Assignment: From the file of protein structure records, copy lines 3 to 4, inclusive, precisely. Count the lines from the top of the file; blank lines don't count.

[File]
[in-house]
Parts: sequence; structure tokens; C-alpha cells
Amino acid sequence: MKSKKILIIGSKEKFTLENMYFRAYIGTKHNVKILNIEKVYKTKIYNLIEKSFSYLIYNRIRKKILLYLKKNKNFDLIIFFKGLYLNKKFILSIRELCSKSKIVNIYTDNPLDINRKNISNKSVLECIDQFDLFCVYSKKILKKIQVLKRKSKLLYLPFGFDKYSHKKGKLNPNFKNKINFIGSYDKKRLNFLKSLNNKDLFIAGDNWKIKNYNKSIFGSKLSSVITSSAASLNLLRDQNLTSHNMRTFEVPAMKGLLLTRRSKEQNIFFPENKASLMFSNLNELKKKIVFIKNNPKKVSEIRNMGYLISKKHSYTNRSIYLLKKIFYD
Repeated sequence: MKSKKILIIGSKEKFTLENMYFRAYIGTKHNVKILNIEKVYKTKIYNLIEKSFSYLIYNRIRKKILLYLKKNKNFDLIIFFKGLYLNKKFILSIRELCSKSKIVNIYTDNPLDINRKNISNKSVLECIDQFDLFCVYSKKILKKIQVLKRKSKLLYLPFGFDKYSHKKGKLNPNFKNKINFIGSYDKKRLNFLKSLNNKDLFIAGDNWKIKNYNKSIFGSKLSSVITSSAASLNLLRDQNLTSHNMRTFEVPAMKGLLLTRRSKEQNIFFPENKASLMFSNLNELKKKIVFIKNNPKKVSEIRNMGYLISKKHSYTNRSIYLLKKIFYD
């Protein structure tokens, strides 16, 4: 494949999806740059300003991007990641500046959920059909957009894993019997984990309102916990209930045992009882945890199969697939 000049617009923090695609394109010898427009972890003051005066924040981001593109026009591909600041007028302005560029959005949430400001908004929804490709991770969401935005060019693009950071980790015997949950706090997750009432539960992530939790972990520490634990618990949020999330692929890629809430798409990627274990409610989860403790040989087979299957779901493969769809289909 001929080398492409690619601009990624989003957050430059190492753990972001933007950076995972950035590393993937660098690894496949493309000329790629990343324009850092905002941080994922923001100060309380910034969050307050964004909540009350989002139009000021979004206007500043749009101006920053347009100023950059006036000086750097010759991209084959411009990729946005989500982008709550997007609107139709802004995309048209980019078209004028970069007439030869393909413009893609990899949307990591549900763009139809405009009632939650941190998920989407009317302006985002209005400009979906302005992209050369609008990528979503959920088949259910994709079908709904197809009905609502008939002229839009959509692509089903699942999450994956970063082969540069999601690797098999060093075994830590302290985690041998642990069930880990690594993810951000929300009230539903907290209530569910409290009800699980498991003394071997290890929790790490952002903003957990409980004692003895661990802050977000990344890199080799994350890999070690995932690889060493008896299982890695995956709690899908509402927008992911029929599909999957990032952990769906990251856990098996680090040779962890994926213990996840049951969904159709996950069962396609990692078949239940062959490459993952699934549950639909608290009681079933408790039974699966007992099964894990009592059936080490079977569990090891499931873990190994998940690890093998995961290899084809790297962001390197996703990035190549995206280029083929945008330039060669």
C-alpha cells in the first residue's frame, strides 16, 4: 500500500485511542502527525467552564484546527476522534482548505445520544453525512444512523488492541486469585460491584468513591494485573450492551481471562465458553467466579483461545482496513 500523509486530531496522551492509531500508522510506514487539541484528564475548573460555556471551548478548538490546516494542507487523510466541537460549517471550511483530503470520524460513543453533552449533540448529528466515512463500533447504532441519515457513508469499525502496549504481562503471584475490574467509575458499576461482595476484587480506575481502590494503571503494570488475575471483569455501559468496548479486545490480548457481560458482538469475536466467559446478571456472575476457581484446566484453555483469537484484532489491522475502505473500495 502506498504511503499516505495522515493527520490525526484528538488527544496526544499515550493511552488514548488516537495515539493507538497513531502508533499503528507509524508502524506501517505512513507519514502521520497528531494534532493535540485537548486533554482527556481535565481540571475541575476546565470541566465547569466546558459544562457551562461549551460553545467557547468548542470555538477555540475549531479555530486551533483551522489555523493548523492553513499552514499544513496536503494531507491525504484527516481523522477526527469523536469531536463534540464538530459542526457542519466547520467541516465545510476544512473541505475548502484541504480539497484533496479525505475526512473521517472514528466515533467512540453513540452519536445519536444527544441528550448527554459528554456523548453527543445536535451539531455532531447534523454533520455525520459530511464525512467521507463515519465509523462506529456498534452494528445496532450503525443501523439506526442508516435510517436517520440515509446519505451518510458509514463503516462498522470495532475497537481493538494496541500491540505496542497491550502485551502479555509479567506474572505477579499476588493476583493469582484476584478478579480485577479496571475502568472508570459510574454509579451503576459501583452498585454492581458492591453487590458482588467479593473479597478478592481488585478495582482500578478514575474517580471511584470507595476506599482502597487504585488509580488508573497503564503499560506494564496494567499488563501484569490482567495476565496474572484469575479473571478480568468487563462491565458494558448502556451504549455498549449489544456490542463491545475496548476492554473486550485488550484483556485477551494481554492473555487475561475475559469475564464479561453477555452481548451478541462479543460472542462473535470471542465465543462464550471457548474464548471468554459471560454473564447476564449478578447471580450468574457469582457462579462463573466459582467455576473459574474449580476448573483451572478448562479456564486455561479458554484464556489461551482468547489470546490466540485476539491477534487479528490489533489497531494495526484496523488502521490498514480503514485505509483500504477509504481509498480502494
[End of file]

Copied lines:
Amino acid sequence: MKSKKILIIGSKEKFTLENMYFRAYIGTKHNVKILNIEKVYKTKIYNLIEKSFSYLIYNRIRKKILLYLKKNKNFDLIIFFKGLYLNKKFILSIRELCSKSKIVNIYTDNPLDINRKNISNKSVLECIDQFDLFCVYSKKILKKIQVLKRKSKLLYLPFGFDKYSHKKGKLNPNFKNKINFIGSYDKKRLNFLKSLNNKDLFIAGDNWKIKNYNKSIFGSKLSSVITSSAASLNLLRDQNLTSHNMRTFEVPAMKGLLLTRRSKEQNIFFPENKASLMFSNLNELKKKIVFIKNNPKKVSEIRNMGYLISKKHSYTNRSIYLLKKIFYD
Repeated sequence: MKSKKILIIGSKEKFTLENMYFRAYIGTKHNVKILNIEKVYKTKIYNLIEKSFSYLIYNRIRKKILLYLKKNKNFDLIIFFKGLYLNKKFILSIRELCSKSKIVNIYTDNPLDINRKNISNKSVLECIDQFDLFCVYSKKILKKIQVLKRKSKLLYLPFGFDKYSHKKGKLNPNFKNKINFIGSYDKKRLNFLKSLNNKDLFIAGDNWKIKNYNKSIFGSKLSSVITSSAASLNLLRDQNLTSHNMRTFEVPAMKGLLLTRRSKEQNIFFPENKASLMFSNLNELKKKIVFIKNNPKKVSEIRNMGYLISKKHSYTNRSIYLLKKIFYD